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Specialy woven for an artist.  She brought in a painting of her own and worked with the artists at Bevilacqua to have the fabric woven. It is stunning and magical all woven into one.

Be brave enough to dip your paddle in a travel to adventure.  Venice is a stunning city filled with beauty, magic and fabulous costumes at every corner.  Thank you to every Venetian that gave of themselves, that shared their stories and their passion.  If you are lucky enough to travel do it and do it well!

Just remember every place is beautiful, you only have to take the time to look close enough!

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Okay Row Venice isn’t a costume thing but I am so sharing this one! Amazing! If you are thinking of a trip make this a must on your list and book a few hours with Row Venice and see how the women do it!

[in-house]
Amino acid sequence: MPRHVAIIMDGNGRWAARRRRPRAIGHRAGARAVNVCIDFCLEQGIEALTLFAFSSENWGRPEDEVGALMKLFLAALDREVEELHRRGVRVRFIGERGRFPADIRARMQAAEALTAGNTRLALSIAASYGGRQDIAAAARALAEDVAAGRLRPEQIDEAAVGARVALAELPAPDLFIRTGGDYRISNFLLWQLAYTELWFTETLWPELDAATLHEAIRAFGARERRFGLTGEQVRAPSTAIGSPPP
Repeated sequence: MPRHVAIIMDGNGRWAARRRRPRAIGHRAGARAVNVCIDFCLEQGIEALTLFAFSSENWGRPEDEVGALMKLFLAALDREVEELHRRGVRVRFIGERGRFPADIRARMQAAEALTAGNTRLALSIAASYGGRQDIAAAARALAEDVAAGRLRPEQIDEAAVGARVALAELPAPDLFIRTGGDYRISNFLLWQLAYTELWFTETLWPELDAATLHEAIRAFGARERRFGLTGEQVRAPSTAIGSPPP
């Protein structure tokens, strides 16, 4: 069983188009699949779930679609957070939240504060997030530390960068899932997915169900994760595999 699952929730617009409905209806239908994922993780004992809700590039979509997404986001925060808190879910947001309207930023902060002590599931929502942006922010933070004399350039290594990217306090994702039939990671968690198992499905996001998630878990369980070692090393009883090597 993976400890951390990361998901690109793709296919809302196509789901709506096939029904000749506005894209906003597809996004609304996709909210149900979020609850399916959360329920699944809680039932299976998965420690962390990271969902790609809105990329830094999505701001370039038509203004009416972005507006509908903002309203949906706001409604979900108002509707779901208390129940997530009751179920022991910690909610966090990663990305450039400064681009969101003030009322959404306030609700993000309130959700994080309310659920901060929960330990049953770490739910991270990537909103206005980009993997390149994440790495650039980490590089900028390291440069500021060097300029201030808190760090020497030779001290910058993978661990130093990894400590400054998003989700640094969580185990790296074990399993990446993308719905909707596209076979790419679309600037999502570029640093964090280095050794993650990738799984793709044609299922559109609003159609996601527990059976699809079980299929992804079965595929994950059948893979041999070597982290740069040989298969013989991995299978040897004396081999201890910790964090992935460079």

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5 thoughts on “Venice never quite seems real, but rather an ornate film set suspended on the water.

  1. Beautiful post , very well written ! grazie mille, hope to see you again in Venice for more adventures !

  2. Wow, those fabrics are incredible! Glad to see another post after a bit of an absence, I was beginning to wonder if it was permanent. I really do enjoy reading about your costume adventures 🙂